NICE guidance on improving the experience of care for people using adult NHS services highlights the need to “ensure that the patient’s nutrition and hydration are adequate at all times, if the patient is unable to manage this by themselves by providing regular food and fluid of adequate quantity and quality in an environment conducive to eating, placing food and drink where the patient can reach them easily, encouraging and helping the patient to eat and drink if needed and providing appropriate support, such as modified eating and/or drinking aids”.
This isn’t always happening in practice, as reflected in our discussion. Factors working against people being well hydrated in hospitals and care homes include staff shortages, reluctance to drink because of fear of incontinence, drinks being unpalatable or left out of reach, dislike of plastic cups (patients have said it makes them feel like children) and difficulty with holding cups and glasses.
People had a variety of suggestions for helping patients to be adequately hydrated included offering fluid in other guises (lollies, jellies, fruit); making drinks appetising (refresh water in jugs, offer it chilled, consider what people are being given to drink from); removing saucers (“have you tried holding a cup and saucer with a cannula in your hand? asked caterer Andy @mynameisAndyJ). Improving access to drinks in other ways was also suggested; enabling patients who can to refill their jugs and allowing visitors to make drinks. Finding out people’s preferences, and working with those, was acknowledged as being really important, as was remembering that drinking is often enjoyed in company – so we need to think about how to introduce a social element when we can. “Let’s start a cup of tea revolution … sit and have a cuppa with your patient” suggests Teresa @AgencyNurse.
Join in the conversation on Twitter, where I tweet as @SarahChapman30 and also tweet for @ukcochranecentr, along with my colleague Jack. You may also be interested to read my blog for The RCN on Cochrane Reviews are systematic reviews. In systematic reviews we search for and summarize studies that answer a specific research question (e.g. is paracetamol effective and safe for treating back pain?). The studies are identified, assessed, and summarized by using a systematic and predefined approach. They inform recommendations for healthcare and research. on routes for parenteral rehydration, here. You can see details of the WeNurses chat and a full transcript here.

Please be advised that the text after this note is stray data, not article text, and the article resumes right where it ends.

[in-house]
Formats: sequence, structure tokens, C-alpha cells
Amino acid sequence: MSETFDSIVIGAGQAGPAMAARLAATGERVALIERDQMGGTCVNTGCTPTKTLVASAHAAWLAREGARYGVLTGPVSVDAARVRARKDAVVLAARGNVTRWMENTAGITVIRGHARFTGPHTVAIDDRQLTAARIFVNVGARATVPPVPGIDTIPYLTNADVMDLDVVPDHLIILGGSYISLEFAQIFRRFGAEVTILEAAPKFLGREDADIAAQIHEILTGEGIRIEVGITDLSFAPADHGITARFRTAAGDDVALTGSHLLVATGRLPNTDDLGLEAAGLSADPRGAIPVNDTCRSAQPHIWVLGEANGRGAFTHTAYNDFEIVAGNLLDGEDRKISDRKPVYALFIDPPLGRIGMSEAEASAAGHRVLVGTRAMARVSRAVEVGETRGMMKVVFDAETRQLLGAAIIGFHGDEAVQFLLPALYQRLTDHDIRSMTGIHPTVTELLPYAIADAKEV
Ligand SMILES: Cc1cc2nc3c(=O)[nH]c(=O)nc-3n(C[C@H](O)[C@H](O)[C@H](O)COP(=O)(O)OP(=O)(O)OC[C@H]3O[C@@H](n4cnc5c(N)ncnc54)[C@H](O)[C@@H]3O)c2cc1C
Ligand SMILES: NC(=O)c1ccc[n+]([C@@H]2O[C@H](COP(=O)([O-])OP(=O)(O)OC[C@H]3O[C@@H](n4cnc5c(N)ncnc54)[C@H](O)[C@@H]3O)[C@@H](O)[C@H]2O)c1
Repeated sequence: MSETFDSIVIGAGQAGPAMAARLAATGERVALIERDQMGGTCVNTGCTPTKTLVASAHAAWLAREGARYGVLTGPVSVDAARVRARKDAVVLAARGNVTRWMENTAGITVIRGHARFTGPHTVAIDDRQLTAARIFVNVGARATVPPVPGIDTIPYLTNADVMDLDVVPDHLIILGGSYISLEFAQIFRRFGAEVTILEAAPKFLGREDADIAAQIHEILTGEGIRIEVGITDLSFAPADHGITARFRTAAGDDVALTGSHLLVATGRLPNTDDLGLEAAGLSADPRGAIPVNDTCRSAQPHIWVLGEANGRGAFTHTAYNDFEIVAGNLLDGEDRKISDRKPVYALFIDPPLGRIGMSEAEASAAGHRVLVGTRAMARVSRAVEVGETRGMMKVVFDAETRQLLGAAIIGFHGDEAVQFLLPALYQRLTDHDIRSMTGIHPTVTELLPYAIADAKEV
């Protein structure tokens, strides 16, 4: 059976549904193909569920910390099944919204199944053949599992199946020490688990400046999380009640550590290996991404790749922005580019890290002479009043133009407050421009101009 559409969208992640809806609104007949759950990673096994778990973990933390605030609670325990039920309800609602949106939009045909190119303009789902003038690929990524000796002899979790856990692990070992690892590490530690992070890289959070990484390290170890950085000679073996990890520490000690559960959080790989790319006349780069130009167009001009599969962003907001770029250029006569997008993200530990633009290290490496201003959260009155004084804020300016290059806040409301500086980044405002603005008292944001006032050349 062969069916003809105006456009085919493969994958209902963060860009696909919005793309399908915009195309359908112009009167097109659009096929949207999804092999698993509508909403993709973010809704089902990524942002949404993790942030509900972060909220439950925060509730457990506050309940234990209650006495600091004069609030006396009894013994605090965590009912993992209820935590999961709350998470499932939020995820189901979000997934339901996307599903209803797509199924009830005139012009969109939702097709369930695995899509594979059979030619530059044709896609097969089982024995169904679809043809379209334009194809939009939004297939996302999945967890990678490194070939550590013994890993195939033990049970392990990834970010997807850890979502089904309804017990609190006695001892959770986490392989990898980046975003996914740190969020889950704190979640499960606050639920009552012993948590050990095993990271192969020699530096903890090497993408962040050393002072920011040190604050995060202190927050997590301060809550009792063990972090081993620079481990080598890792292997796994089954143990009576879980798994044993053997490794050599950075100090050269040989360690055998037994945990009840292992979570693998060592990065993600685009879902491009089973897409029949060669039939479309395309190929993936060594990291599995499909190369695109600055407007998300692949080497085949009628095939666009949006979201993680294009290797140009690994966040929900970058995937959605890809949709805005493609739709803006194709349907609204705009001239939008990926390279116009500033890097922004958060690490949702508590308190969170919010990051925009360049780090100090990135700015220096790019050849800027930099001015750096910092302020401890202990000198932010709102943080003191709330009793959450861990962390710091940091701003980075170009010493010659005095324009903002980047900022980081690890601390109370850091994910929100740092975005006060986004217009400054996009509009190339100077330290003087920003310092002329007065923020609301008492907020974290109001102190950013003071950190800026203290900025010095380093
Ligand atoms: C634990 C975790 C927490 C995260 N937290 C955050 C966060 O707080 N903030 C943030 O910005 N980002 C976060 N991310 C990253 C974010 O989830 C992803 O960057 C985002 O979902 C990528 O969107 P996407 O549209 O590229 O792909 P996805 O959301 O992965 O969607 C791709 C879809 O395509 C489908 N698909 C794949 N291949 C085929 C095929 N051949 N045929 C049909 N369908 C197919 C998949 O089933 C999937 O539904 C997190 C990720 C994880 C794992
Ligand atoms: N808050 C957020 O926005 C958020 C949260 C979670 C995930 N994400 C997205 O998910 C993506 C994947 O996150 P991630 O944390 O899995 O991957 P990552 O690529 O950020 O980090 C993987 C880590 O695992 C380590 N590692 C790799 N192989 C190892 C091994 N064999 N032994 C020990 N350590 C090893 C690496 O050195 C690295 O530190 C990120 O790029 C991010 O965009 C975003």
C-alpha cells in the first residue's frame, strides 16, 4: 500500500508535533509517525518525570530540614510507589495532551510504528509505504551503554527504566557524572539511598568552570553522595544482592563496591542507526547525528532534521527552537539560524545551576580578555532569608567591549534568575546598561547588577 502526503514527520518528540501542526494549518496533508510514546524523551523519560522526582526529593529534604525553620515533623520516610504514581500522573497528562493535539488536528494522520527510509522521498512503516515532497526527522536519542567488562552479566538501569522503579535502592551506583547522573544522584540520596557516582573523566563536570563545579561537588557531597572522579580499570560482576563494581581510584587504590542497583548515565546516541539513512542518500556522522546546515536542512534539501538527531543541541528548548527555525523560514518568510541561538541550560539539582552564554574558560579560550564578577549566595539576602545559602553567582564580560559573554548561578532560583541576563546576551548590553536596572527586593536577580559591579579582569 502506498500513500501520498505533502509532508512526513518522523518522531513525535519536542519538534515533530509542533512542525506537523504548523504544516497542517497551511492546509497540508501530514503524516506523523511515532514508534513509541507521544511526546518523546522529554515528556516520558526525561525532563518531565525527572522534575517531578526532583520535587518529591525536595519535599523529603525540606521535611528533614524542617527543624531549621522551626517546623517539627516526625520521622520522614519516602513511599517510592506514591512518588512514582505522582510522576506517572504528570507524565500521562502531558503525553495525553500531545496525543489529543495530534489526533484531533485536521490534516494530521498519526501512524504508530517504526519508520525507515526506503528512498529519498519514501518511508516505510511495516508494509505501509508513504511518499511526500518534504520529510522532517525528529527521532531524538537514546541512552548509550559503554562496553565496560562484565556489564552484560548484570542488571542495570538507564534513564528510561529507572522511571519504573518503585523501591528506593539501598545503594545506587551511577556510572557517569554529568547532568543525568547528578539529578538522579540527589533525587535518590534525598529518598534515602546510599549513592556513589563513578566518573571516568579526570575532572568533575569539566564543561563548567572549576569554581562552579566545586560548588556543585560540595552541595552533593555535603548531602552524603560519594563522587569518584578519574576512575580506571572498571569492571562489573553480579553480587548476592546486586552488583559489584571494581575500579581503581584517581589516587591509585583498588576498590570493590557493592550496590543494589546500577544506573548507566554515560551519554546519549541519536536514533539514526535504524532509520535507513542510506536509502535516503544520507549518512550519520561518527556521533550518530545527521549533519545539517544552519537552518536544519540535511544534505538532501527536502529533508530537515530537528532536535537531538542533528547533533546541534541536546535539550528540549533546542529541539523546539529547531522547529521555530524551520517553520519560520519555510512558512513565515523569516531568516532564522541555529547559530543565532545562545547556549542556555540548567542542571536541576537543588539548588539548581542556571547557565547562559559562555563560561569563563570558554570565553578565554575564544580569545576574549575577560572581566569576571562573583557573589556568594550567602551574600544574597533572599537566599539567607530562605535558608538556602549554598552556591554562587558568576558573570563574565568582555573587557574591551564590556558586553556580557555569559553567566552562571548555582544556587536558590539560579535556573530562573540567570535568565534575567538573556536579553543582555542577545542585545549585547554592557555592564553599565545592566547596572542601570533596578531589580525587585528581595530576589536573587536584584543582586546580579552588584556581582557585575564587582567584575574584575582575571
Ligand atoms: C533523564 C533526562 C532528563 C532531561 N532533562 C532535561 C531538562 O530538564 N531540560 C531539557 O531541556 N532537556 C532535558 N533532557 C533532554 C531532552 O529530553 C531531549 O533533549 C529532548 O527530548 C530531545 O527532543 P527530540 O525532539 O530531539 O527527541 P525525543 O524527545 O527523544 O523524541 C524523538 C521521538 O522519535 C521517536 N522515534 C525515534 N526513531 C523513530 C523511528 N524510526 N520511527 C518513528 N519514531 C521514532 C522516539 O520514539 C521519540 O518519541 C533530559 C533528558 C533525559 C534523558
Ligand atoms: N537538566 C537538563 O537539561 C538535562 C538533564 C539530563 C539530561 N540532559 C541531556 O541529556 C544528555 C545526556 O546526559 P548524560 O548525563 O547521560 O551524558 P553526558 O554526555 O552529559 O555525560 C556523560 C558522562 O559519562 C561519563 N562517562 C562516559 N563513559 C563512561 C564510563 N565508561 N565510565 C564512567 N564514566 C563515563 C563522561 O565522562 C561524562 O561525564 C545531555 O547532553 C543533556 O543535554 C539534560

You might also like: Chapman S. “Parenteral rehydration: can evidence tell us which route is best?”. This is Nursing, Royal College of Nursing, 21 March 2015. Web. 21 April 2016. http://thisisnursing.rcn.org.uk/members/updates/parenteral-rehydration-can-evidence-tell-us-which-route-is-best
Dehydration: do we really know how to spot it by Sarah Chapman is licensed under a Creative Commons Attribution-NoDerivatives 4.0 International License.
Based on a work at http://onlinelibrary.wiley.com/doi/10.1002/14651858.CD009647.pub2/full.Images have been purchased from istock.com for Evidently Cochrane and may not be reproduced.
Hooper L, Abdelhamid A, Attreed NJ, Campbell WW, Channell AM, Chassagne P, Culp KR, Fletcher SJ, Fortes MB, Fuller N, Gaspar PM, Gilbert DJ, Heathcote AC, Kafri MW, Kajii F, Lindner G, Mack GW, Mentes JC, Merlani P, Needham RA, Olde Rikkert MGM, Perren A, Powers J, Ranson SC, Ritz P, Rowat AM, Sjöstrand F, Smith AC, Stookey JJD, Stotts NA, Thomas DR, Vivanti A, Wakefield BJ, Waldréus N, Walsh NP, Ward S, Potter JF, Hunter P. Clinical symptoms, signs and tests for identification of impending and current water-loss dehydration in older people. Cochrane Database of In systematic reviews we search for and summarize studies that answer a specific research question (e.g. is paracetamol effective and safe for treating back pain?). The studies are identified, assessed, and summarized by using a systematic and predefined approach. They inform recommendations for healthcare and research. 2015, Issue 4. Art. No.: CD009647. DOI: 10.1002/14651858.CD009647.pub2.
National Institute for Health and Care Excellence. Patient experience in adult NHS services: improving the experience of care for people using adult NHS services. London: National Institute for Health and Care Excellence; 2012. (NICE CG138). [Issued February 2012]. Available: https://www.nice.org.uk/guidance/cg138
Chapman S. “Parenteral rehydration: can evidence tell us which route is best?”. This is Nursing, Royal College of Nursing, 21 March 2015. Web. 21 April 2016. http://thisisnursing.rcn.org.uk/members/updates/parenteral-rehydration-can-evidence-tell-us-which-route-is-best